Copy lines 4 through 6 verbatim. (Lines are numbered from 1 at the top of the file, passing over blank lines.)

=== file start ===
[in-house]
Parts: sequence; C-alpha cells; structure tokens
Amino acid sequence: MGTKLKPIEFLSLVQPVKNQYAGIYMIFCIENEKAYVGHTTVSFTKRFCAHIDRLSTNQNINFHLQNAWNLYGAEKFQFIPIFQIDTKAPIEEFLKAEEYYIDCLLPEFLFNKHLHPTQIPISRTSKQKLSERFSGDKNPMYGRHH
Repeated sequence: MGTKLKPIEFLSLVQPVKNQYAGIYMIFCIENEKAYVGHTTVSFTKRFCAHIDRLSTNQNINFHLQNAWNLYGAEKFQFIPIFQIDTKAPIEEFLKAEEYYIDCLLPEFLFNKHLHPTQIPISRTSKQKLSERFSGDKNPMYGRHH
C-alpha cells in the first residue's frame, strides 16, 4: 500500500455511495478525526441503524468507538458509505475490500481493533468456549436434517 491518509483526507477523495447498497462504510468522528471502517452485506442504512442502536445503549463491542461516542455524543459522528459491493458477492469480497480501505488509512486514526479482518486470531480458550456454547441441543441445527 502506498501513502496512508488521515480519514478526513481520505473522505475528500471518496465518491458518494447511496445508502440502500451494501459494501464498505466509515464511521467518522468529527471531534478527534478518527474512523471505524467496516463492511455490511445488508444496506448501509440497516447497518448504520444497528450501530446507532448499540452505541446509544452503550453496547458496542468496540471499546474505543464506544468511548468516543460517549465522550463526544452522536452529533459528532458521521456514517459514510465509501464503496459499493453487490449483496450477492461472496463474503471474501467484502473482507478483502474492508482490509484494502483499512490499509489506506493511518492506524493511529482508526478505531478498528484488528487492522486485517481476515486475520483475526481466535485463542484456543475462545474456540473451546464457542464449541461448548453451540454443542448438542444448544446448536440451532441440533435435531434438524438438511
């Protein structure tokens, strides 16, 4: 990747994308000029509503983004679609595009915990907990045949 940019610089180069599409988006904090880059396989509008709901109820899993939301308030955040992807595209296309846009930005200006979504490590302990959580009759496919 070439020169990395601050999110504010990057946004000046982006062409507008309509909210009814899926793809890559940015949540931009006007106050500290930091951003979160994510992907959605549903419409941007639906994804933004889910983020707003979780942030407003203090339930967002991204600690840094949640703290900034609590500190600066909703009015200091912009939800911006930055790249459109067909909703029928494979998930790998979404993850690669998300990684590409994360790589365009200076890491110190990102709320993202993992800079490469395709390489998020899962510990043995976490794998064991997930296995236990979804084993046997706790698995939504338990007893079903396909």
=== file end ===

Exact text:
Repeated sequence: MGTKLKPIEFLSLVQPVKNQYAGIYMIFCIENEKAYVGHTTVSFTKRFCAHIDRLSTNQNINFHLQNAWNLYGAEKFQFIPIFQIDTKAPIEEFLKAEEYYIDCLLPEFLFNKHLHPTQIPISRTSKQKLSERFSGDKNPMYGRHH
C-alpha cells in the first residue's frame, strides 16, 4: 500500500455511495478525526441503524468507538458509505475490500481493533468456549436434517 491518509483526507477523495447498497462504510468522528471502517452485506442504512442502536445503549463491542461516542455524543459522528459491493458477492469480497480501505488509512486514526479482518486470531480458550456454547441441543441445527 502506498501513502496512508488521515480519514478526513481520505473522505475528500471518496465518491458518494447511496445508502440502500451494501459494501464498505466509515464511521467518522468529527471531534478527534478518527474512523471505524467496516463492511455490511445488508444496506448501509440497516447497518448504520444497528450501530446507532448499540452505541446509544452503550453496547458496542468496540471499546474505543464506544468511548468516543460517549465522550463526544452522536452529533459528532458521521456514517459514510465509501464503496459499493453487490449483496450477492461472496463474503471474501467484502473482507478483502474492508482490509484494502483499512490499509489506506493511518492506524493511529482508526478505531478498528484488528487492522486485517481476515486475520483475526481466535485463542484456543475462545474456540473451546464457542464449541461448548453451540454443542448438542444448544446448536440451532441440533435435531434438524438438511
């Protein structure tokens, strides 16, 4: 990747994308000029509503983004679609595009915990907990045949 940019610089180069599409988006904090880059396989509008709901109820899993939301308030955040992807595209296309846009930005200006979504490590302990959580009759496919 070439020169990395601050999110504010990057946004000046982006062409507008309509909210009814899926793809890559940015949540931009006007106050500290930091951003979160994510992907959605549903419409941007639906994804933004889910983020707003979780942030407003203090339930967002991204600690840094949640703290900034609590500190600066909703009015200091912009939800911006930055790249459109067909909703029928494979998930790998979404993850690669998300990684590409994360790589365009200076890491110190990102709320993202993992800079490469395709390489998020899962510990043995976490794998064991997930296995236990979804084993046997706790698995939504338990007893079903396909």